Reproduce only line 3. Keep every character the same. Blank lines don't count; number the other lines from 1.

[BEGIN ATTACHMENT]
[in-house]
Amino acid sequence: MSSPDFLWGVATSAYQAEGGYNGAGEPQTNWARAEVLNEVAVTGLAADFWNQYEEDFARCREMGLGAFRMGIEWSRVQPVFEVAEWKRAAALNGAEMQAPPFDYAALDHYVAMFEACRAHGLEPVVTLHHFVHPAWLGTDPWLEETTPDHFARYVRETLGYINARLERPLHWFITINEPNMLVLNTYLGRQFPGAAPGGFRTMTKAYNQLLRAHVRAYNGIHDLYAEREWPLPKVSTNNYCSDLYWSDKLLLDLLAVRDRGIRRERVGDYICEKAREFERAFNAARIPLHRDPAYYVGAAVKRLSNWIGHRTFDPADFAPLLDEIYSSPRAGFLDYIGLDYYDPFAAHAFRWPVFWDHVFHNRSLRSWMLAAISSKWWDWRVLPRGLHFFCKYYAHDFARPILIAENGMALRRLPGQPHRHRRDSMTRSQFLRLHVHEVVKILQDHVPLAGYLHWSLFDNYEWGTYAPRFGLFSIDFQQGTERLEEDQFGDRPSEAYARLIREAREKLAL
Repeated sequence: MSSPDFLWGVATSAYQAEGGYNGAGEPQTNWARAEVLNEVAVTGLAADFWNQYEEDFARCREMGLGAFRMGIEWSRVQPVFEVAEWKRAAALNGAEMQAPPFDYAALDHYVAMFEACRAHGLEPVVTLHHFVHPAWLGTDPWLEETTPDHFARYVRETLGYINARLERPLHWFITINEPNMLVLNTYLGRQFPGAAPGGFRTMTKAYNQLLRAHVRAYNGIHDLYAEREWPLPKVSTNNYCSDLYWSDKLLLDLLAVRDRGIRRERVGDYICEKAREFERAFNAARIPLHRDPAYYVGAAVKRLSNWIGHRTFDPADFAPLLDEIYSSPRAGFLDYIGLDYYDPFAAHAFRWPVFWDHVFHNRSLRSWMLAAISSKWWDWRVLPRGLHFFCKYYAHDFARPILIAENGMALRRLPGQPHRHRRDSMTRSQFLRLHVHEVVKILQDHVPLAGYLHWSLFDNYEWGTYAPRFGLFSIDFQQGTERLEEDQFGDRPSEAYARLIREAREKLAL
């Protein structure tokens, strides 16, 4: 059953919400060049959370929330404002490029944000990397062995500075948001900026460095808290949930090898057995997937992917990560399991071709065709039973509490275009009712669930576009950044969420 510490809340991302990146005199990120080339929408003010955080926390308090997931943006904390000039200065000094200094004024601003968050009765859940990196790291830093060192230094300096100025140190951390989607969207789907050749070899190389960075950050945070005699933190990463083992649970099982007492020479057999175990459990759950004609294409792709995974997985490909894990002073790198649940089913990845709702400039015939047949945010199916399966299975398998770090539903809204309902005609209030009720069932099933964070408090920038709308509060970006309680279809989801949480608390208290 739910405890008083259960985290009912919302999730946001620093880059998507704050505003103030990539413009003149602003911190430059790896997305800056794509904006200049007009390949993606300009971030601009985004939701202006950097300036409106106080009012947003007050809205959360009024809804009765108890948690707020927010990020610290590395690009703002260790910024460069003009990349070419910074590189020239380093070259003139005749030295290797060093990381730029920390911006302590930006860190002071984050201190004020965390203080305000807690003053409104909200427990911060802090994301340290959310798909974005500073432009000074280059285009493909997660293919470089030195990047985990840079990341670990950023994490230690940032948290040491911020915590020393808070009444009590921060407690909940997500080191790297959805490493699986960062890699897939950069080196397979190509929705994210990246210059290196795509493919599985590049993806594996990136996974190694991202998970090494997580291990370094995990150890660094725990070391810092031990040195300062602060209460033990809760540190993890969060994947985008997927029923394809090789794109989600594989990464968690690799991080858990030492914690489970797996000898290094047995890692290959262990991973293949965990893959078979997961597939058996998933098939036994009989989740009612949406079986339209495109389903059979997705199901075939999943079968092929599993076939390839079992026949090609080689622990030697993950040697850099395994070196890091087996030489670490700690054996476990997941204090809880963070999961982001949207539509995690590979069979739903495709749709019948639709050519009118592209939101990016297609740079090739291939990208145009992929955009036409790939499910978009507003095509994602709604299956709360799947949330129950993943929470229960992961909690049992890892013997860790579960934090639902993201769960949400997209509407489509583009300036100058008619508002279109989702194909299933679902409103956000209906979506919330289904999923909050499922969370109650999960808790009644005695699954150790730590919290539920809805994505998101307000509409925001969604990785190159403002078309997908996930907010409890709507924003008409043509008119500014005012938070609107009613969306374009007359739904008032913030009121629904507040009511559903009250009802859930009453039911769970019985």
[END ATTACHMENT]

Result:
Repeated sequence: MSSPDFLWGVATSAYQAEGGYNGAGEPQTNWARAEVLNEVAVTGLAADFWNQYEEDFARCREMGLGAFRMGIEWSRVQPVFEVAEWKRAAALNGAEMQAPPFDYAALDHYVAMFEACRAHGLEPVVTLHHFVHPAWLGTDPWLEETTPDHFARYVRETLGYINARLERPLHWFITINEPNMLVLNTYLGRQFPGAAPGGFRTMTKAYNQLLRAHVRAYNGIHDLYAEREWPLPKVSTNNYCSDLYWSDKLLLDLLAVRDRGIRRERVGDYICEKAREFERAFNAARIPLHRDPAYYVGAAVKRLSNWIGHRTFDPADFAPLLDEIYSSPRAGFLDYIGLDYYDPFAAHAFRWPVFWDHVFHNRSLRSWMLAAISSKWWDWRVLPRGLHFFCKYYAHDFARPILIAENGMALRRLPGQPHRHRRDSMTRSQFLRLHVHEVVKILQDHVPLAGYLHWSLFDNYEWGTYAPRFGLFSIDFQQGTERLEEDQFGDRPSEAYARLIREAREKLAL